Hyatt Regency Maui Resort & Spa
200 Nohea Kai Drive, Ka‘anapali • 661-1234 • maui.hyatt.com
A study in contrast, the Hyatt will appeal to sun lovers, socializers and water enthusiasts. Brilliant bougainvillea, lime-green loungers, and an aquatic basketball court say, “party time in paradise.” Pounding waterfalls define the Hyatt pool on Ka‘anapali Beach. Cascading curtains create portals to unexplored regions; my lingering passage underneath guarantees a pelting back massage. Two falls bookend the swim-through cave where the crescent-shaped Grotto Bar offers its own approach to liquid refreshment. Crossing the swinging bridge, I stop to watch the keiki, big and small, blast into the water from the 150-foot-long lava-tube slide, one long scream foretelling the next arrival. Littler oneshave their own lagoon with spouting turtles, a water fountain, tide-pool-like wading areas, and a mini-slide. The pool layout facilitates “talk story” sessions with your neighbors and I happily become an impromptu tour guide, sharing my mana‘o (knowledge) about Maui. Consider an early visit to snag your favorite lounging spot. For good reason, this pool is a popular destination.
If You Go
- It’s Maui, not New York; poolside bars, food service and even pools may close early.
- No lifeguards on duty; watch the mai tais, especially if the ocean beckons.
- Day passes are usually not available. Maui folks: try a “staycation” to test the waters.
- Daylong cabana rentals, seating two, vary in price: Sheraton $45 / Hyatt $100 / Grand Wailea $95-$150 / Four Seasons $465-$545 (only large casabellas available; extensive amenities)
Massage may be an ancient practice, but as I’m about to discover, its most basic elements are being reinvented to offer specialty treatments to guests who want more than “just” a massage. These three Maui spas have created very different paths to bliss.
‘Awili Spa & Salon
Andaz Maui at Wailea
3550 Wailea Alanui Drive, Wailea • 573-1234 • maui.andaz.hyatt.com
The ‘Awili Spa at the Andaz reflects this new resort’s fresh beginnings. Ceiling-to-floor dark wood drawers line the walls of the entrance like an old-school apothecary, but there is nothing old-fashioned about the spa. On a long table surrounded by bar stools stands a tantalizing selection of pureed fruits and vegetables, including grapefruit, orange and avocado. Neat rows of jars hold other enticements: shredded coconut, dried mushrooms, clay, rice blends and hand-infused oils. Over the next half hour, apothecary consultant Teresa Blackwell helps me craft a personalized blend for an exfoliating scrub and massage. Blackwell, who helped design the spa’s kitchen-based concept, enthusiastically explains the purpose and use of each ingredient, until we have whisked up just the right combination for my goals: nourishment and relaxation. She says the omakase approach (Japanese for “your choice”) partners with local farmers to take advantage of what’s in season. Each session for a returning guest will be unique, depending on what’s fresh and the client’s current needs.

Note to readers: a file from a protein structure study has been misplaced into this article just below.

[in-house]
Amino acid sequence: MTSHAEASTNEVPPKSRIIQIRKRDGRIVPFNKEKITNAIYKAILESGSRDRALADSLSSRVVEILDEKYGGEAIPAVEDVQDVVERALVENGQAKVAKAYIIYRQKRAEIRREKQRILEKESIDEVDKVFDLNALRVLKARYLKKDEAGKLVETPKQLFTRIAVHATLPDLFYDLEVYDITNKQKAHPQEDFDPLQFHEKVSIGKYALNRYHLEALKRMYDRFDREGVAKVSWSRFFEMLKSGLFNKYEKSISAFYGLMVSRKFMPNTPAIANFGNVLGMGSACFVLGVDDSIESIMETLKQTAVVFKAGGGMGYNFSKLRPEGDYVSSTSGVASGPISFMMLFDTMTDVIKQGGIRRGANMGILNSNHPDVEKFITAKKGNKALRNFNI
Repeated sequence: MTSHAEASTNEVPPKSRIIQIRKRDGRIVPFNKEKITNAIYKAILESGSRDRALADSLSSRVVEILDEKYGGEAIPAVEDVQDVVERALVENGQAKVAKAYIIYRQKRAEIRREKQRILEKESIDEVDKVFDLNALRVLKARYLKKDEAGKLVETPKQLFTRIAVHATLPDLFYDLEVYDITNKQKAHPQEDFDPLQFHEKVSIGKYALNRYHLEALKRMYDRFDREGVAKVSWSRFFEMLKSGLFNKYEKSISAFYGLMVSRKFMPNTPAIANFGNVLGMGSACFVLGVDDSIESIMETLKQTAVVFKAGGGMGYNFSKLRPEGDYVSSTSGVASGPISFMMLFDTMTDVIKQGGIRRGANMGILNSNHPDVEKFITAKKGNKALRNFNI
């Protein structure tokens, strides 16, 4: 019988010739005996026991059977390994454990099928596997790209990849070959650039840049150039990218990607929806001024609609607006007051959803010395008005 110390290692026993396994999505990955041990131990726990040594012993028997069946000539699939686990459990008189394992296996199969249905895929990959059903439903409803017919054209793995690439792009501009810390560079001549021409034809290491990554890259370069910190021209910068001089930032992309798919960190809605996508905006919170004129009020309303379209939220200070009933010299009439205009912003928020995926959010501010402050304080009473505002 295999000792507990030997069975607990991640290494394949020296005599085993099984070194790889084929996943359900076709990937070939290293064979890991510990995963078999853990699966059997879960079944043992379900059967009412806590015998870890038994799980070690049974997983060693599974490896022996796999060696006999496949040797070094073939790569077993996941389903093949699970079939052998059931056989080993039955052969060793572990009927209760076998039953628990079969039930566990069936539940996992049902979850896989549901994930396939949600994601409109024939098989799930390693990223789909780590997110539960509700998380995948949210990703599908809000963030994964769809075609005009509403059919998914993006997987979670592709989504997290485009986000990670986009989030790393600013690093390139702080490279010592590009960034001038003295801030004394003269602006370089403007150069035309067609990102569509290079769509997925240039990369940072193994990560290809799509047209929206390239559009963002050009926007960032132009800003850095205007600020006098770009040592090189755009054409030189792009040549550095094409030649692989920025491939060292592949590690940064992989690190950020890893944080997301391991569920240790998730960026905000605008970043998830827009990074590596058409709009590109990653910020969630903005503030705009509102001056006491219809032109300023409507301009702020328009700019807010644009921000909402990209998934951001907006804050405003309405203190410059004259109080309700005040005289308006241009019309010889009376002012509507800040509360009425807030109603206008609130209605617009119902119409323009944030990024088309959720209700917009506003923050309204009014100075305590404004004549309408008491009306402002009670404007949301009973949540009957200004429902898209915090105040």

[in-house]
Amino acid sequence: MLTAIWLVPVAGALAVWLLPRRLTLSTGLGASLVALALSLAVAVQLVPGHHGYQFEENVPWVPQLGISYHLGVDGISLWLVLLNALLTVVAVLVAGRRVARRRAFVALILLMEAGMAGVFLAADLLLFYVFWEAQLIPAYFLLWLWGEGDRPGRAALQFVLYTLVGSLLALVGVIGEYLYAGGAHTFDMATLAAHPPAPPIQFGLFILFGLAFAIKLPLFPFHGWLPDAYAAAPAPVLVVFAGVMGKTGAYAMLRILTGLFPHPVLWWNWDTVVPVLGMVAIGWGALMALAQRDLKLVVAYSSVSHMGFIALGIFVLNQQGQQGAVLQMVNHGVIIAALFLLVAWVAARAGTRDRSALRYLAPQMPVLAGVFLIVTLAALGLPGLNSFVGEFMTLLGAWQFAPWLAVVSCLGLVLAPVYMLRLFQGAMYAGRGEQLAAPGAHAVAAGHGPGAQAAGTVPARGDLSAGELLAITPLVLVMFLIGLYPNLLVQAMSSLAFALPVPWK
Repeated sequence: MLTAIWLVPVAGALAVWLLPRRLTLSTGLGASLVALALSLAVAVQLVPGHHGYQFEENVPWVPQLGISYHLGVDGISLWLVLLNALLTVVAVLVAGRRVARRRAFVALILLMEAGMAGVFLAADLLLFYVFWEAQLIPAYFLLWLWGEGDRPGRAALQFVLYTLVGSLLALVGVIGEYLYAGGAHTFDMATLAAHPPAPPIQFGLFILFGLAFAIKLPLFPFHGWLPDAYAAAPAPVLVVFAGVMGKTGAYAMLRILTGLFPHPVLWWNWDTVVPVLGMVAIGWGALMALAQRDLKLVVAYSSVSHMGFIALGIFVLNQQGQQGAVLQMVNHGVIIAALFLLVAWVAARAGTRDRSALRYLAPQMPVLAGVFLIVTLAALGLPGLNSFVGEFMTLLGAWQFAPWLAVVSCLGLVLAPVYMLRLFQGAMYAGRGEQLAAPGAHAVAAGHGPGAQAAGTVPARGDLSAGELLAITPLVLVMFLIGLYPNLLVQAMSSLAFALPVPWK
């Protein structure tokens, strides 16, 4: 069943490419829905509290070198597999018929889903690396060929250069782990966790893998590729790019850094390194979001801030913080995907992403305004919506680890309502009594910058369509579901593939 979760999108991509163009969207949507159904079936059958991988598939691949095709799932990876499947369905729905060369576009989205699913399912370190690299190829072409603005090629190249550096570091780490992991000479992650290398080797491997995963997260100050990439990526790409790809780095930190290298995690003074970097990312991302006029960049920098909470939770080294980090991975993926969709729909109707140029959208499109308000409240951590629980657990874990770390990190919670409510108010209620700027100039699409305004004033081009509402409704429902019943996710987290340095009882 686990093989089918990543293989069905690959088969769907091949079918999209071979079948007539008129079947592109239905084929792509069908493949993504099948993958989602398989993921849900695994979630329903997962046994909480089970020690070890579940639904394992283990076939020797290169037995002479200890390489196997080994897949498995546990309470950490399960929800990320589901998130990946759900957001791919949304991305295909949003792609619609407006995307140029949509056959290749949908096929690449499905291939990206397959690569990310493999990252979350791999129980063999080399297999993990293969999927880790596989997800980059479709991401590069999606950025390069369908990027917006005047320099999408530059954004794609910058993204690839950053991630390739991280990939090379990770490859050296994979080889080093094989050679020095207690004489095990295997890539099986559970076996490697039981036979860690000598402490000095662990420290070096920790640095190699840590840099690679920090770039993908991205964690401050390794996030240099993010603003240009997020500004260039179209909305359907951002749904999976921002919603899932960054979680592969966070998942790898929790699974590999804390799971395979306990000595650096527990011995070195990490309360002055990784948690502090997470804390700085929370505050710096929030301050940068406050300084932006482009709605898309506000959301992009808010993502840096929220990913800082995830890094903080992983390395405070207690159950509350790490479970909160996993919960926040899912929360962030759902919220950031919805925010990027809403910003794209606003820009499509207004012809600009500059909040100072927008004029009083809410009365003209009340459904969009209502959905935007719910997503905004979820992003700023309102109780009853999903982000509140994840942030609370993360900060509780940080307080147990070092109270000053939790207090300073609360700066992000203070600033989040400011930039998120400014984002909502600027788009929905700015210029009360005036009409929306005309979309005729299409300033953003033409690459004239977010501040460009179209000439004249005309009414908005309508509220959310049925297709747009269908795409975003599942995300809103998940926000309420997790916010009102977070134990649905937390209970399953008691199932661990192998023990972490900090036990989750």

As massage therapist Amelia spreads the potion onto my back and arms, I realize I’ve chosen the ingredients of my favorite margarita. The pulverized liliko‘i seeds and sugar granules scrub away old skin cells, while fresh coconut milk soothes and hydrates. A series of warm, moist towels help shed old layers, followed by a cleansing shower and massage. I can’t tell if the maitake mushrooms are boosting my immune system, or if the kava kava root is helping me relax, but I’m a willing convert. I leave with my own recipe card, hopeful that this is just the first of future visits to the ‘Awili Spa, where “hitting the bar” offers a different, fun and healthy approach to indulgence.